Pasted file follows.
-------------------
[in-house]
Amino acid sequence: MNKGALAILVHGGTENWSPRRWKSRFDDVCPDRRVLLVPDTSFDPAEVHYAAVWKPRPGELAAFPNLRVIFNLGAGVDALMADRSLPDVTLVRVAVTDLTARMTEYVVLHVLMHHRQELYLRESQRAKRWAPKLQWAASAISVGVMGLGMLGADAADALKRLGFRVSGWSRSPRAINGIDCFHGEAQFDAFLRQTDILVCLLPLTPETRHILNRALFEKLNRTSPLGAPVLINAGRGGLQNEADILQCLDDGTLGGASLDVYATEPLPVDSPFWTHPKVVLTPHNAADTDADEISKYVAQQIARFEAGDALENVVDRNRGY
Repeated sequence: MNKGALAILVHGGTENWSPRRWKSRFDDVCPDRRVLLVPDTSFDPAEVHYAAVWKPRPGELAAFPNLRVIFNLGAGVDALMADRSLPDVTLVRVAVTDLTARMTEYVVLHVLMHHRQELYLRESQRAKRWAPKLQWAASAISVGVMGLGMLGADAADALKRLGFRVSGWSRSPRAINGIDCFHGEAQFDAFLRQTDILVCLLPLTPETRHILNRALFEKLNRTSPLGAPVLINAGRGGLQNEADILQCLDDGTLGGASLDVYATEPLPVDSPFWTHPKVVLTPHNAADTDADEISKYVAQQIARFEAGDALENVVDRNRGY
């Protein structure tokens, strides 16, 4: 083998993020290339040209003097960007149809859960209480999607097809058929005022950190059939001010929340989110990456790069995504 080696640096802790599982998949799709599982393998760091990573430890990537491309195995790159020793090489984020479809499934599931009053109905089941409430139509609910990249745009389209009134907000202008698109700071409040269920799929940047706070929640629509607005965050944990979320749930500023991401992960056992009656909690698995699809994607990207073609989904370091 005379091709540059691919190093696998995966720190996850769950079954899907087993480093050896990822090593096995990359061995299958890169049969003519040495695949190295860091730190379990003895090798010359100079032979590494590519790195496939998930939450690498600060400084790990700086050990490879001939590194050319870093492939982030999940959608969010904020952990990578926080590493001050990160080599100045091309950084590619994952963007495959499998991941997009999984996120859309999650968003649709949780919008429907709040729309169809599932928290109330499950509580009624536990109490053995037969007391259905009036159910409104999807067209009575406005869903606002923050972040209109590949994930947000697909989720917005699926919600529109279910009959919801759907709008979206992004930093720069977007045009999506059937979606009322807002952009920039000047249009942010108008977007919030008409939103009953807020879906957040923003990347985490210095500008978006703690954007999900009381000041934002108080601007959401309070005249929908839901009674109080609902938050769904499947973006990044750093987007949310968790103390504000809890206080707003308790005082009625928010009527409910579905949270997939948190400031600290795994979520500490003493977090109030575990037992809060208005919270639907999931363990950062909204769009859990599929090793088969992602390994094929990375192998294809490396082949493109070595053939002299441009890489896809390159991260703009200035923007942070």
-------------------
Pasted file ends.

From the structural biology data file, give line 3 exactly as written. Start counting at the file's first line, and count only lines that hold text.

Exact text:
Repeated sequence: MNKGALAILVHGGTENWSPRRWKSRFDDVCPDRRVLLVPDTSFDPAEVHYAAVWKPRPGELAAFPNLRVIFNLGAGVDALMADRSLPDVTLVRVAVTDLTARMTEYVVLHVLMHHRQELYLRESQRAKRWAPKLQWAASAISVGVMGLGMLGADAADALKRLGFRVSGWSRSPRAINGIDCFHGEAQFDAFLRQTDILVCLLPLTPETRHILNRALFEKLNRTSPLGAPVLINAGRGGLQNEADILQCLDDGTLGGASLDVYATEPLPVDSPFWTHPKVVLTPHNAADTDADEISKYVAQQIARFEAGDALENVVDRNRGY